It sometimes seems like two things are required in Columbia County development: Every strip mall must have a nail salon; and every project starts with wiping out trees.
Seriously, though, the county's tree protection ordinances are a lot stronger than it would sometimes appear. While it might take a few years for newly planted trees to grow large enough to make it obvious, the county's rules are far more pro-tree than they once were.
A revision in those ordinances now is being reviewed, as a story today by Jenna Martin points out. And while it might sound anti-tree and purely pro-developer, the changes actually could greatly improve the appearance of new residential developments.
In essence, the new rules could allow more leeway to developers who want to knock down trees in a new subdivision before dividing up lots to sell to builders.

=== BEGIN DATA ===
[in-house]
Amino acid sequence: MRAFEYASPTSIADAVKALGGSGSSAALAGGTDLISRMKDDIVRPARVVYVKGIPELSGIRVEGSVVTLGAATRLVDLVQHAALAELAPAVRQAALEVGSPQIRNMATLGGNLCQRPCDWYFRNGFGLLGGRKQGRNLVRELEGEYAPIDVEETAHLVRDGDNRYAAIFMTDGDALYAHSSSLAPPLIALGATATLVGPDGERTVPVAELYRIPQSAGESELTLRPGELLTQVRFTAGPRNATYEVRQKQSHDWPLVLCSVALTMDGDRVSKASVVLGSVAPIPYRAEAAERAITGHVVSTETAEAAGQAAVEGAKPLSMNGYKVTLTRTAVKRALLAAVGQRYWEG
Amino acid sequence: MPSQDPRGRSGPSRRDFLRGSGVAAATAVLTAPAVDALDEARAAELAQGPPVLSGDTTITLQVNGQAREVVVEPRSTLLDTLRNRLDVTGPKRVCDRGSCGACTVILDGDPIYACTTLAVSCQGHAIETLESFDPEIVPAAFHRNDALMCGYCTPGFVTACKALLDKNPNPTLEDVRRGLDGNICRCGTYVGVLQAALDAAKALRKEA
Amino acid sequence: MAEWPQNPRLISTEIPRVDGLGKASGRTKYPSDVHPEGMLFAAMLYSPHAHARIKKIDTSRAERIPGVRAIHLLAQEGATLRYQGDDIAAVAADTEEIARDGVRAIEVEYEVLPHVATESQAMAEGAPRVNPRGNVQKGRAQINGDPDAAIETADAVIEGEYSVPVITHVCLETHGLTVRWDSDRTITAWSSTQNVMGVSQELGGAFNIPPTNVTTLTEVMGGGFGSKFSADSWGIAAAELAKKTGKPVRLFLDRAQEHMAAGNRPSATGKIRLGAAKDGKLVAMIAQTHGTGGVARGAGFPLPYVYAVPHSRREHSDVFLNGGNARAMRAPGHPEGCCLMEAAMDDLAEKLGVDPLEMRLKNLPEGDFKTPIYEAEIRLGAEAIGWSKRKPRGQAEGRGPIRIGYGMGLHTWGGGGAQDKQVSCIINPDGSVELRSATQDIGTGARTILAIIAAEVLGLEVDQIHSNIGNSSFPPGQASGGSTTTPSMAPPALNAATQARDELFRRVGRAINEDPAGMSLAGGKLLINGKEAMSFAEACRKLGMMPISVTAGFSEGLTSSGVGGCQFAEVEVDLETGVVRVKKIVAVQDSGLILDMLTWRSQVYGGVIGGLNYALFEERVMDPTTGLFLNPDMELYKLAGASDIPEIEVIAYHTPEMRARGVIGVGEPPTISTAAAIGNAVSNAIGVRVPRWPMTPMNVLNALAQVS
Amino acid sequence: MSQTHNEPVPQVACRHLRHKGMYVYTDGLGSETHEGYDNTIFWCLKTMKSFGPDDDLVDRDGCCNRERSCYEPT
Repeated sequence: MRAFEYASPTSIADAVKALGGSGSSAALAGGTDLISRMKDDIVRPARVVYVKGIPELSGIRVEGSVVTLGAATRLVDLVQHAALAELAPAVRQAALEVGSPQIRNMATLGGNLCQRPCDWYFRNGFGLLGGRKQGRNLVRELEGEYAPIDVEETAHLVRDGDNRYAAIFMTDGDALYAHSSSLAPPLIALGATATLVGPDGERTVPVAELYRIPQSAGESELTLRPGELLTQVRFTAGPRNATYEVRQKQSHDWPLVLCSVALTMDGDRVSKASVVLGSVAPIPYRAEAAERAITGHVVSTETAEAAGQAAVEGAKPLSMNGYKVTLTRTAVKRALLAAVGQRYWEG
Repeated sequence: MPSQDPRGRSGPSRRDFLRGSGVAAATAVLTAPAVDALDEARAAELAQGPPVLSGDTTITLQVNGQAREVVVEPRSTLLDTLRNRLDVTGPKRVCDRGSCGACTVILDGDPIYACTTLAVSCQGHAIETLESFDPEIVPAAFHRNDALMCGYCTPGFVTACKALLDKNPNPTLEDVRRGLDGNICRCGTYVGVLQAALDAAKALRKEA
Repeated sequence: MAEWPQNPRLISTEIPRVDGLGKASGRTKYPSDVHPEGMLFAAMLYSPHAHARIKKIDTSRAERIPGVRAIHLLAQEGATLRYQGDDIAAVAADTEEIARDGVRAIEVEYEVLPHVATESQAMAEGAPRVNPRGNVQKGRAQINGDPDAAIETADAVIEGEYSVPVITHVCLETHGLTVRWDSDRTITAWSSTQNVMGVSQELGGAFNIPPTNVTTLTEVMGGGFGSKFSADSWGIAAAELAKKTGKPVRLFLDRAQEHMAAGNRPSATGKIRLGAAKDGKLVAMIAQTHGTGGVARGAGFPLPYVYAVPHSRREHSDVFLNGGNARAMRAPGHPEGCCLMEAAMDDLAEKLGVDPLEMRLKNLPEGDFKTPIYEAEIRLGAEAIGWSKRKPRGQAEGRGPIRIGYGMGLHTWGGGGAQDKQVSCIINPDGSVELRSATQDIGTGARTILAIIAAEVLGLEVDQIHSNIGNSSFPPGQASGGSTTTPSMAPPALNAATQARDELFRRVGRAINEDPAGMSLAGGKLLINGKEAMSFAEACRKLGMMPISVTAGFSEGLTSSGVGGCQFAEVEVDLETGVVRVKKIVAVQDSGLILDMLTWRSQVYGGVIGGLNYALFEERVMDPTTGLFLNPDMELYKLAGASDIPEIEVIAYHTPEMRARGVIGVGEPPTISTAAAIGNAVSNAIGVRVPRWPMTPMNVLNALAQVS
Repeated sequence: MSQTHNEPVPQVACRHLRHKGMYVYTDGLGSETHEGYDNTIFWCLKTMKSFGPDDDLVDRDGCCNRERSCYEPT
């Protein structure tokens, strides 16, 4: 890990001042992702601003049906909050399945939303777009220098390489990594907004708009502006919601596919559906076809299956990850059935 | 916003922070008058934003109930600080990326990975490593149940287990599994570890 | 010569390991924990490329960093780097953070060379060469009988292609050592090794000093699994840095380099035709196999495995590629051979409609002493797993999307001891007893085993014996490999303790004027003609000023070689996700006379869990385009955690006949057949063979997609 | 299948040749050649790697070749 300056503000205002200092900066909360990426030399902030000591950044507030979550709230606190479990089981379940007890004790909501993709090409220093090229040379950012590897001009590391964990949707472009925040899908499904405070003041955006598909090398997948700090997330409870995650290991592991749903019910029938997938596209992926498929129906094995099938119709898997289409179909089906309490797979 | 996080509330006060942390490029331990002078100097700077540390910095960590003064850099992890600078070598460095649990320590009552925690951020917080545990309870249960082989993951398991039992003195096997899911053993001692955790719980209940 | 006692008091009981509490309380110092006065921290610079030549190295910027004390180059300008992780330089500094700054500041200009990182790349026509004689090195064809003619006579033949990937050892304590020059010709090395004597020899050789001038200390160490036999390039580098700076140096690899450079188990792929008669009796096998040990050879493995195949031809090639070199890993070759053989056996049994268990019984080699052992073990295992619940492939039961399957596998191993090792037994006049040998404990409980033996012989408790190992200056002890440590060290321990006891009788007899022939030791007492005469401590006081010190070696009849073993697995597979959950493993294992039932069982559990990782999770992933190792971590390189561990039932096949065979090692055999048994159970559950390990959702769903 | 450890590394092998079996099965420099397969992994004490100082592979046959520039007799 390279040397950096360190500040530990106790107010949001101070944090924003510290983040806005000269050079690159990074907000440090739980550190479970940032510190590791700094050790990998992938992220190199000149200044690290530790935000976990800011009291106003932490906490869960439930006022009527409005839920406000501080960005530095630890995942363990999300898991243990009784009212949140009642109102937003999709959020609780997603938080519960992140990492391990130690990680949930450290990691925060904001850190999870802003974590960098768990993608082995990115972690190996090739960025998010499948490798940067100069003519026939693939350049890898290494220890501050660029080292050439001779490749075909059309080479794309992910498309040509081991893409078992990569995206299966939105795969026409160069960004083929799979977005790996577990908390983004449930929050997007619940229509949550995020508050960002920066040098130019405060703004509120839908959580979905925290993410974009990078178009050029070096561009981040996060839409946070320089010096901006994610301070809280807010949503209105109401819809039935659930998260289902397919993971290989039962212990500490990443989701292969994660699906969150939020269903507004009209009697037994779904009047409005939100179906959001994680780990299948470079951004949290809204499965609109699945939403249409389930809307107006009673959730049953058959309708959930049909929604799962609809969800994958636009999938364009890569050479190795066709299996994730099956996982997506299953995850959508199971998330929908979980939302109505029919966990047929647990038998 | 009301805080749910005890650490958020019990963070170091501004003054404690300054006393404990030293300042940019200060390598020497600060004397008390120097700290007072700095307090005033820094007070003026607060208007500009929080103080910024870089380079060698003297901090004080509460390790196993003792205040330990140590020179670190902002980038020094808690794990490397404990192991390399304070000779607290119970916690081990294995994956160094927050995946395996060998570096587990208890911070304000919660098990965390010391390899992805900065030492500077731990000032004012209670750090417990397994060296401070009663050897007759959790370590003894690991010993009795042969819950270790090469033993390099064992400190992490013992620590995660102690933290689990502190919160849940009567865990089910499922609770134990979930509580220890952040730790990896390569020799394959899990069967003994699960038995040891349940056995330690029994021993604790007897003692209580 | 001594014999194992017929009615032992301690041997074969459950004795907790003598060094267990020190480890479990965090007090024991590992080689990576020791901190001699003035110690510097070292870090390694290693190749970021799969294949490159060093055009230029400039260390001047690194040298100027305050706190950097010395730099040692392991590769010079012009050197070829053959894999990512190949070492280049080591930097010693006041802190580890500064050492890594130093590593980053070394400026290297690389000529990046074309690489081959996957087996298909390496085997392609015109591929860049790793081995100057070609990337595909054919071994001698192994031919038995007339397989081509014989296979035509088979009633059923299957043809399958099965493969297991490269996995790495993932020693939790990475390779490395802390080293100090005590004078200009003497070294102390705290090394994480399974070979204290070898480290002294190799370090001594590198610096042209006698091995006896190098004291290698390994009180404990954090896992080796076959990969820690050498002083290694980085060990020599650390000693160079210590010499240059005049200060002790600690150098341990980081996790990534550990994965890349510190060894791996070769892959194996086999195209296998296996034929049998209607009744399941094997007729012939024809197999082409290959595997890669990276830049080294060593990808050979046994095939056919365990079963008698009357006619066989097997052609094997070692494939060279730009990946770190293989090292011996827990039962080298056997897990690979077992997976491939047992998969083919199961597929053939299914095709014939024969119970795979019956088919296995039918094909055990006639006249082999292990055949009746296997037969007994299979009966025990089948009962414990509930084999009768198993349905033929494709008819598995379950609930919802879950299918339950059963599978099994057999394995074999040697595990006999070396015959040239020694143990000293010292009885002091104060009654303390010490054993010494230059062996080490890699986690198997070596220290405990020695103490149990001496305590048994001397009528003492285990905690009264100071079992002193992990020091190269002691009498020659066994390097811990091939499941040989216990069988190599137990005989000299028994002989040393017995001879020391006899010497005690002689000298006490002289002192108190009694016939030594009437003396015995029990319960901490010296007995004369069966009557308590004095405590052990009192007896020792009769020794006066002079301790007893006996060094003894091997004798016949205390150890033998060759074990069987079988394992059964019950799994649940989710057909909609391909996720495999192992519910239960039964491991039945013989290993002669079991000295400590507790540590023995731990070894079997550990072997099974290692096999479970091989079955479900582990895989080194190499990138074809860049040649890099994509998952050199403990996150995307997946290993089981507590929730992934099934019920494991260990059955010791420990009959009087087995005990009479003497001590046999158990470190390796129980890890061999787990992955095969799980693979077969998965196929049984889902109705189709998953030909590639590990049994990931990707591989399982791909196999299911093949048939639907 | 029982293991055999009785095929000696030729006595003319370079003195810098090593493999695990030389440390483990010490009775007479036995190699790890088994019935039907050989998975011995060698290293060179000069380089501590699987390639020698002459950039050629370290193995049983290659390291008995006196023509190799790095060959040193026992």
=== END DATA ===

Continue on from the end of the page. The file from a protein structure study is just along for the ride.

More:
Why on earth would this be a good idea? Here's why. Typically, subdivisions are drawn up by the developer, who puts in roads and other infrastructure. The developer then sells individual lots to builders, who clear and grade their own lots, build the homes and sell them.
While this allows the trees to keep growing until a particular lot is built on, it also means individual builders tend to focus on one lot at a time without regard to how it matches up with the lot next door. This can get ugly: Ride through any number of subdivisions and you'll see yards that make abrupt drops from one to the next, or one home with beautiful trees next to another with stubby crape myrtles.
Allowing developers leeway to grade all the lots at one time certainly would help smooth out the choppy neighborhood topography. County officials also could use the option of allowing a clearcut as leverage to push for more trees in a development.
And more trees mean better neighborhoods - which should be the point of any development rules.
The Columbia County News-Times ©2013. All Rights Reserved.